(Image source: Bloomberg / Andrew Harrer)

 

 

BY MATT PICHT

 

 

As lawmakers debate delaying parts of President Obama’s Affordable Care Act, commonly known as “Obamacare,” for another year, a new report from New York could give the controversial act some support.


The New York Times reports health insurance costs for individuals in the state are set to fall by more than 50 percent as regulators begin implementing changes made by the ACA.


Previously, New Yorkers buying their own health insurance could expect to pay over $1,000 a month in premiums. But new rates for individuals approved by Gov. Andrew Cuomo range from $300 to $600 for standard coverage. (Via Office of Governor Andrew Cuomo)


On Capitol Hill, the article has already become a talking point for those defending the health care act. New York Rep. Joe Crowley brought up his state’s recent success Wednesday during a House debate over whether to delay more key provisions of the ACA.


“Instead of applauding this critical relief for families, my colleagues on the other side of the aisle plan to attack the parts of the law that made that possible in the first place.” (Via C-SPAN)


As a writer for Mother Jones points out, New York had a lot to gain from the health care reform — it has been one of the most expensive states to individually purchase health care since 1993.


“New York typifies the kind of healthcare mess that the law was designed to fix. As it stands now, only 17,000 New Yorkers buy their own insurance, compared to a whopping 2.6 million who have remained uninsured in the face of the state’s towering premiums.”


A writer for The Washington Post says New York is a perfect argument for the ACA, both in its recent success and its history of failure.


“New York has, for 20 years now, been a long-running experiment in what happens to universal coverage without an individual mandate. It’s the type of law the country would have if House Republicans succeeded in delaying the individual mandate. ... The result: a small insurance market with very high insurance premiums.”


But conservatives are questioning the math behind The Times’ article. The National Review points to a 2010 survey that put New York’s average individual premium as $357 — a far cry from the over-$1,000 statistic cited in The Times.


And not everyone is directly benefiting from the health care changes. Small employers will not be experiencing a similar cut in costs — their premiums will still hover around the same rate with marginal increases, according to Businessweek.

 

The House voted Wednesday to delay the individual mandate of the Affordable Care Act, which requires individuals to purchase insurance by one year. The House also approved a similar delay to the employer mandate that required businesses to provide their employees with insurance.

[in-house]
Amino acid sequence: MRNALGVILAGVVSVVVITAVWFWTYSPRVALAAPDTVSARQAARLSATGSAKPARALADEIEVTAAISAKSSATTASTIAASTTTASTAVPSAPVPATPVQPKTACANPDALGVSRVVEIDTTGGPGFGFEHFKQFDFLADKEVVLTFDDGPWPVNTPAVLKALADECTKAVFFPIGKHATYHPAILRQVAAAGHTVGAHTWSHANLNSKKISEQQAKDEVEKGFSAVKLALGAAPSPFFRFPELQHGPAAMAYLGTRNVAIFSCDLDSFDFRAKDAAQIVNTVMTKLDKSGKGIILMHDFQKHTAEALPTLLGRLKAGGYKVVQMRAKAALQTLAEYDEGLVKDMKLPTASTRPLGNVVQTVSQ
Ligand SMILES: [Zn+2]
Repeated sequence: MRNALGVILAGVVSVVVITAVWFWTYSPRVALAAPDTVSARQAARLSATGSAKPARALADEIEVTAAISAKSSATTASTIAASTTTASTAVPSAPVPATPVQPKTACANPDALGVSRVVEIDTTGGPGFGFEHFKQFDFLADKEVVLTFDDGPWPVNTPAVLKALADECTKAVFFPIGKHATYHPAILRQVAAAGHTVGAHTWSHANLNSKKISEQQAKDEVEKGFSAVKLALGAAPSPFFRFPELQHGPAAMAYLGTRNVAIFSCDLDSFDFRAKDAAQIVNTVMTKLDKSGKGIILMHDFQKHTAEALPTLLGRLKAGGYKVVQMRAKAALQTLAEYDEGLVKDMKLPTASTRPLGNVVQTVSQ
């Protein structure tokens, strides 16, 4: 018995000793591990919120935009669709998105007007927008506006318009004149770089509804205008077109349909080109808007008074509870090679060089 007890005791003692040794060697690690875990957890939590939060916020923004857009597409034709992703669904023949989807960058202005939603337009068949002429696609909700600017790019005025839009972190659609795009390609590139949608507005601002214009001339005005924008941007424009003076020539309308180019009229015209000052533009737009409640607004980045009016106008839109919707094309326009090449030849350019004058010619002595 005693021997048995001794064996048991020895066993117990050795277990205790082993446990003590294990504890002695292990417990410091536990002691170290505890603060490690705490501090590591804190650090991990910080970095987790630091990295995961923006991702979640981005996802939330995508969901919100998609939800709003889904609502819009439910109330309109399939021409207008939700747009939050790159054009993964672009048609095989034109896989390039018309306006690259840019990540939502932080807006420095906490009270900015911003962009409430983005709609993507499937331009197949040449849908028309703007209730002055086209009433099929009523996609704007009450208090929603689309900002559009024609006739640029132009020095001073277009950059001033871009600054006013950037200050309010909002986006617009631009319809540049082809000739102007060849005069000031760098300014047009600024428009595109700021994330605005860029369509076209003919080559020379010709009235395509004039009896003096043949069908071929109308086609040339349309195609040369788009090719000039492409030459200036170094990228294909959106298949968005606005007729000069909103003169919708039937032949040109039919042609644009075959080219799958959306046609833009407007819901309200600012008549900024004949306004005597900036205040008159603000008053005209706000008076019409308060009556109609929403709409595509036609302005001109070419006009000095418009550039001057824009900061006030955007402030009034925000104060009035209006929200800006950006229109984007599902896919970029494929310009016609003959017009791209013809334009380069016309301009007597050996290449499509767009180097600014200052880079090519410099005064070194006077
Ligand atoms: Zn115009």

NYT: Obamacare Cuts New York Health Insurance Costs by 50%

by Matt Picht
0
Transcript
Jul 17, 2013

NYT: Obamacare Cuts New York Health Insurance Costs by 50%

(Image source: Bloomberg / Andrew Harrer)

 

 

BY MATT PICHT

 

 

As lawmakers debate delaying parts of President Obama’s Affordable Care Act, commonly known as “Obamacare,” for another year, a new report from New York could give the controversial act some support.


The New York Times reports health insurance costs for individuals in the state are set to fall by more than 50 percent as regulators begin implementing changes made by the ACA.


Previously, New Yorkers buying their own health insurance could expect to pay over $1,000 a month in premiums. But new rates for individuals approved by Gov. Andrew Cuomo range from $300 to $600 for standard coverage. (Via Office of Governor Andrew Cuomo)


On Capitol Hill, the article has already become a talking point for those defending the health care act. New York Rep. Joe Crowley brought up his state’s recent success Wednesday during a House debate over whether to delay more key provisions of the ACA.


“Instead of applauding this critical relief for families, my colleagues on the other side of the aisle plan to attack the parts of the law that made that possible in the first place.” (Via C-SPAN)


As a writer for Mother Jones points out, New York had a lot to gain from the health care reform — it has been one of the most expensive states to individually purchase health care since 1993.


“New York typifies the kind of healthcare mess that the law was designed to fix. As it stands now, only 17,000 New Yorkers buy their own insurance, compared to a whopping 2.6 million who have remained uninsured in the face of the state’s towering premiums.”


A writer for The Washington Post says New York is a perfect argument for the ACA, both in its recent success and its history of failure.


“New York has, for 20 years now, been a long-running experiment in what happens to universal coverage without an individual mandate. It’s the type of law the country would have if House Republicans succeeded in delaying the individual mandate. ... The result: a small insurance market with very high insurance premiums.”


But conservatives are questioning the math behind The Times’ article. The National Review points to a 2010 survey that put New York’s average individual premium as $357 — a far cry from the over-$1,000 statistic cited in The Times.


And not everyone is directly benefiting from the health care changes. Small employers will not be experiencing a similar cut in costs — their premiums will still hover around the same rate with marginal increases, according to Businessweek.

 

The House voted Wednesday to delay the individual mandate of the Affordable Care Act, which requires individuals to purchase insurance by one year. The House also approved a similar delay to the employer mandate that required businesses to provide their employees with insurance.

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